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Fireside Charts: Q4 U.S. GDP Estimates Revised Lower Amid Sluggish Inflation & Manufacturing Prints, Conflicting Reports Emerge on China

By:BCM Investment Team | Date:Nov06, 2019 | Category: Equity, Economics, Market Highlights, Fireside Charts

While Q3 GDP growth surprised at 1.9%, the New York and Atlanta Feds' projections for Q4 see levels dropping to 1%. Slowing growth, the inverted yield curve, and ongoing trade woes have many worrying about an approaching recession, but a look at the charts shows that select advanced economies have historically been able to withstand global downturns. While wage inflation has finally ticked up and overall inflation—though slowing—is relatively in-line with expectations, the ongoing domestic (and global) manufacturing contraction continues to weigh on the U.S.'s efforts to sustain this period of economic expansion. And is China still a part of the manufacturing-contraction club, or have they turned things around? While the nation claims their manufacturing activity declined for the sixth straight month in October and remains in contraction, the Caixin/Market Manufacturing PMI report paints a different picture, coming in above expectations at 51.7. Check out the charts below, and we'll leave the interpretation up to you!



1. Both the Atlanta and NY Fed regional banks are predicting 1% GDP growth in 4Q19. Will the near bear market of -19.7% afford us a near recession?


4Q 2019 GDP estimate

Source: NY Fed, as of 11/5/19



2. Despite the inverted yield curve, a U.S. recession is not a forgone conclusion!


economies avoiding global recessions

Source: Oxford Economics, as of 11/5/19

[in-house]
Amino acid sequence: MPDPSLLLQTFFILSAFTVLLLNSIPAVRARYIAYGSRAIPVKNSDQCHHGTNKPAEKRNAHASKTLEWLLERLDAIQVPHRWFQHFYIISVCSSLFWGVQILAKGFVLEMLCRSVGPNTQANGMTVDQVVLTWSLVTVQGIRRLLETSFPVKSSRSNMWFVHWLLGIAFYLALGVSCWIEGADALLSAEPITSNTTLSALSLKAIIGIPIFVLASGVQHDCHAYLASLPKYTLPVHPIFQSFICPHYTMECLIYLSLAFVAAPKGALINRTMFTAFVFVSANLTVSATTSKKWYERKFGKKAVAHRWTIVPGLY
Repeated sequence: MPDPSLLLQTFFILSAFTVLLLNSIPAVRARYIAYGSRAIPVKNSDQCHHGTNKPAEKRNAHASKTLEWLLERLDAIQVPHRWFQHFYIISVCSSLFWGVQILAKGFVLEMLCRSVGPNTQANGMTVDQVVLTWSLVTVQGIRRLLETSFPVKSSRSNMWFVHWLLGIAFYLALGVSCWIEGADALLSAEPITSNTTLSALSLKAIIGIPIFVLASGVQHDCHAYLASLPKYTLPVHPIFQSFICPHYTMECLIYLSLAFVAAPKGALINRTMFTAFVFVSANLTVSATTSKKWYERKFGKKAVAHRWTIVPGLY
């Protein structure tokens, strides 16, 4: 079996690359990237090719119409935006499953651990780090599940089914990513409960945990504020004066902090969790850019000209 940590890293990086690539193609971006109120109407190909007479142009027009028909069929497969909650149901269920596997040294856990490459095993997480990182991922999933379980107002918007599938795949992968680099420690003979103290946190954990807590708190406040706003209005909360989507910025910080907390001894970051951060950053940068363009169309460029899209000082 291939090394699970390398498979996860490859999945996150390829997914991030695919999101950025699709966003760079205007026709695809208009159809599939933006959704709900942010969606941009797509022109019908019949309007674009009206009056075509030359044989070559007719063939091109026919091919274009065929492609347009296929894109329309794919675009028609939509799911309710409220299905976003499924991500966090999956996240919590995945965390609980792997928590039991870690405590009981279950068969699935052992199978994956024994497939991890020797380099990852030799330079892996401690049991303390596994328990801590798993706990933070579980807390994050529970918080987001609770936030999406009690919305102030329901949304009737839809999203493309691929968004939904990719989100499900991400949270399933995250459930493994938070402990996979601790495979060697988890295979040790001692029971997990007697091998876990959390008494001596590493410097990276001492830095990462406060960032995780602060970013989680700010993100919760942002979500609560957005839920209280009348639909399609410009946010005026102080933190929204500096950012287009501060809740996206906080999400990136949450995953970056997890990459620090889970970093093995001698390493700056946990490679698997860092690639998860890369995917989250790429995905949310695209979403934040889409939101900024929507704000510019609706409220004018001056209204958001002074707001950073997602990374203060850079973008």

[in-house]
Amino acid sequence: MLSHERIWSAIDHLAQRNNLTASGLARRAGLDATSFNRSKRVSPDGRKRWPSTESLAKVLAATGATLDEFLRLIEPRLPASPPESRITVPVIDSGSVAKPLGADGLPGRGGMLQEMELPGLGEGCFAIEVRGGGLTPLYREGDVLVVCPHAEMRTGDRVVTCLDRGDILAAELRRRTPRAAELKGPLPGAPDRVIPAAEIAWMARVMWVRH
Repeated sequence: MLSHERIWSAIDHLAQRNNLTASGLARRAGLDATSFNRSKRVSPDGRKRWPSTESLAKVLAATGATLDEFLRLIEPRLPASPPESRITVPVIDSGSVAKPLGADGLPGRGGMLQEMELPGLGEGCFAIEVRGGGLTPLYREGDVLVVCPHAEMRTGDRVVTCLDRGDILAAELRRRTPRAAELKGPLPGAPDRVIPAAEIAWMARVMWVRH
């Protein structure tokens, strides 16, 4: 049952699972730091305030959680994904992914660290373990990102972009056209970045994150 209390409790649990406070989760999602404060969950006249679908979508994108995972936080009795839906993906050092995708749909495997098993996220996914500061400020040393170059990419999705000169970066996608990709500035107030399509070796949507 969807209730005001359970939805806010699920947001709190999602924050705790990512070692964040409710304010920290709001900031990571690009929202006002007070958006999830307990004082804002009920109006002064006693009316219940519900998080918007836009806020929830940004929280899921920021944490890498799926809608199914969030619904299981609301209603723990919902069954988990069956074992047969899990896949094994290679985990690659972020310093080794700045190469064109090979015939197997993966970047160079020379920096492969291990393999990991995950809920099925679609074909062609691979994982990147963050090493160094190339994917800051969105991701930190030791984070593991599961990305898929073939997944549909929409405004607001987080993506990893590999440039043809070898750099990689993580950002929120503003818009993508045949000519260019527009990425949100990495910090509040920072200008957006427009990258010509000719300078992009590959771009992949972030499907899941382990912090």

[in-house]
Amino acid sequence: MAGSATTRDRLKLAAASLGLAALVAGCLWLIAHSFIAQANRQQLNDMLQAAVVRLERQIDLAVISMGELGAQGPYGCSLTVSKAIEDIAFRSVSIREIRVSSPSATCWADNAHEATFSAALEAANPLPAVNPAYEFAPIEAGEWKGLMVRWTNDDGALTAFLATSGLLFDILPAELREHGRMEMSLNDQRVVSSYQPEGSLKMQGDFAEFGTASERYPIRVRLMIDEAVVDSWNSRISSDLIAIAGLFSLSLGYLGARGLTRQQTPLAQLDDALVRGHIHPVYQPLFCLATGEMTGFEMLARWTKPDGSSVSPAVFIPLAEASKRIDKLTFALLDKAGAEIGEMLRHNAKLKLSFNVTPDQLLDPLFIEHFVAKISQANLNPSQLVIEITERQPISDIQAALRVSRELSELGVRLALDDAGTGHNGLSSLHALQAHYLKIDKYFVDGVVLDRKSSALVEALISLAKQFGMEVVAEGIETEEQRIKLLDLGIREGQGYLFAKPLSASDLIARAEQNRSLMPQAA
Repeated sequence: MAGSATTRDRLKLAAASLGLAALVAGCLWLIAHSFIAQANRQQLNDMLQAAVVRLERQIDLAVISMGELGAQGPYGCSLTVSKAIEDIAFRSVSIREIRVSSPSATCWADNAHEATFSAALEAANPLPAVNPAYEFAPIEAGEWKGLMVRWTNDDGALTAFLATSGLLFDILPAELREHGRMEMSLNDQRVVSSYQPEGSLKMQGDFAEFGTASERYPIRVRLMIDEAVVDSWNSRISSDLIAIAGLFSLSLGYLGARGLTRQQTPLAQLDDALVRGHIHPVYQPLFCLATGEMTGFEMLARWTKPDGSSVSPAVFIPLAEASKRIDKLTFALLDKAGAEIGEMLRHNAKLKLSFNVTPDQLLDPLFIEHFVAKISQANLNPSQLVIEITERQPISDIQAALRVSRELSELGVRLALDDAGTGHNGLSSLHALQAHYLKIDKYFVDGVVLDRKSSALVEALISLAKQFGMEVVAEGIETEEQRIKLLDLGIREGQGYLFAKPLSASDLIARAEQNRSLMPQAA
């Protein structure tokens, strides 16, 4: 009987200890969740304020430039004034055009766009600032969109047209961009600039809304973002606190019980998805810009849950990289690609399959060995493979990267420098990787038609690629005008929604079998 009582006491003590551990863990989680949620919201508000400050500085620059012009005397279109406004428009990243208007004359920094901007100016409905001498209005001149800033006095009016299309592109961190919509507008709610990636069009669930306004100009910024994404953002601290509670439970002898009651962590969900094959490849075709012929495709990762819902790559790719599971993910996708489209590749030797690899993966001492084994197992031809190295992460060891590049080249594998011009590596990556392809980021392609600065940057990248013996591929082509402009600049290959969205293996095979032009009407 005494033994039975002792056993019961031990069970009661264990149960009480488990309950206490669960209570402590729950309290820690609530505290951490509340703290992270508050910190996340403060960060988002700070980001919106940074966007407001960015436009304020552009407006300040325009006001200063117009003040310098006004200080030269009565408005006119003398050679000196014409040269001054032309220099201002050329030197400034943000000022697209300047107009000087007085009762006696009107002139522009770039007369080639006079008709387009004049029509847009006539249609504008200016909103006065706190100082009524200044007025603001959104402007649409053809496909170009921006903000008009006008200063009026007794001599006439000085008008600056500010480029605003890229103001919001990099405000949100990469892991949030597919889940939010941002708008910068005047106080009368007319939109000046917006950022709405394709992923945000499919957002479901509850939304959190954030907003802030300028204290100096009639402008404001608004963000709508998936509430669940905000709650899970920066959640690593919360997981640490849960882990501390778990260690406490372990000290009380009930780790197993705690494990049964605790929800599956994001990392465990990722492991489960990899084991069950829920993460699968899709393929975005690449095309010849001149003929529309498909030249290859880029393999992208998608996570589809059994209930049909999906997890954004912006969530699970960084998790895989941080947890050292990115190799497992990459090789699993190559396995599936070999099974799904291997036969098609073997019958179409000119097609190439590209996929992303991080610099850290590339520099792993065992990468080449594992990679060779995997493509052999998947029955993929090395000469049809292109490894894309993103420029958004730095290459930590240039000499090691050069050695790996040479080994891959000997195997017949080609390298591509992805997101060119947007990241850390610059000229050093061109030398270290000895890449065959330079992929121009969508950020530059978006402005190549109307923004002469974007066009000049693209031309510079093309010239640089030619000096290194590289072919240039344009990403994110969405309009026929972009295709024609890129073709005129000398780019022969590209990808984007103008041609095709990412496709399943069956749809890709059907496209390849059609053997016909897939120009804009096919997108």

3. Wage inflation is trying to reestablish its positive trend...


employment cost index

Source: FRED, as of 11/5/19



4. However, overall inflation is trending lower...


U.S. PCE Inflation yoy

Source: WSJ Daily Shot, as of 11/5/19



5. The October U.S. manufacturing PMI remains in contraction.


ism manufacturing pmi

Source: WSJ Daily Shot, as of 11/5/19



6. European manufacturing also remains in contraction (less than 50)...


markit eurozone manufacturing pmi

Source: WSJ Daily Shot, as of 11/5/19



7. Recent gains in the Chinese currency is likely a result of the up front goodwill from the first round of a trade deal.


u.s. china currency

Source: WSJ Daily Shot, as of 11/5/19



8. China is bucking the global trend and is solidly back in growth mode.


China manufacturing pmi

Source: WSJ Daily Shot, as of 11/5/19



9. Mexico rejoined Canada with modest manufacturing growth in October.


mexico manufacturing pmi

Source: IHS Markit, as of 11/1/19



10. Does the Fed's Sahm rule apply to other countries?


japan unemployment rate

Source: WSJ Daily Shot, as of 11/5/19



11. Another false breakout or is this (finally) for real?


emerging markets vs. S&P 500

Source: WSJ Daily Shot, as of 11/6/19



You're following the BCM blog, so we know you like to keep up to date on the market—shouldn't your investment strategies do the same? The buy-and-hold approach has dominated in recent years, but check out our piece "Trend Following, an Alternative to Buy and Hold" for a look at how a more active approach could benefit both you and your clients.


Trend Following:  An Alternative to Buy and Hold


Disclosure: The charts and info-graphics contained in this blog are typically based on data obtained from 3rd parties and are believed to be accurate. The commentary included is the opinion of the author and subject to change at any time. Any reference to specific securities or investments are for illustrative purposes only and are not intended as investment advice nor are a recommendation to take any action. Individual securities mentioned may be held in client accounts.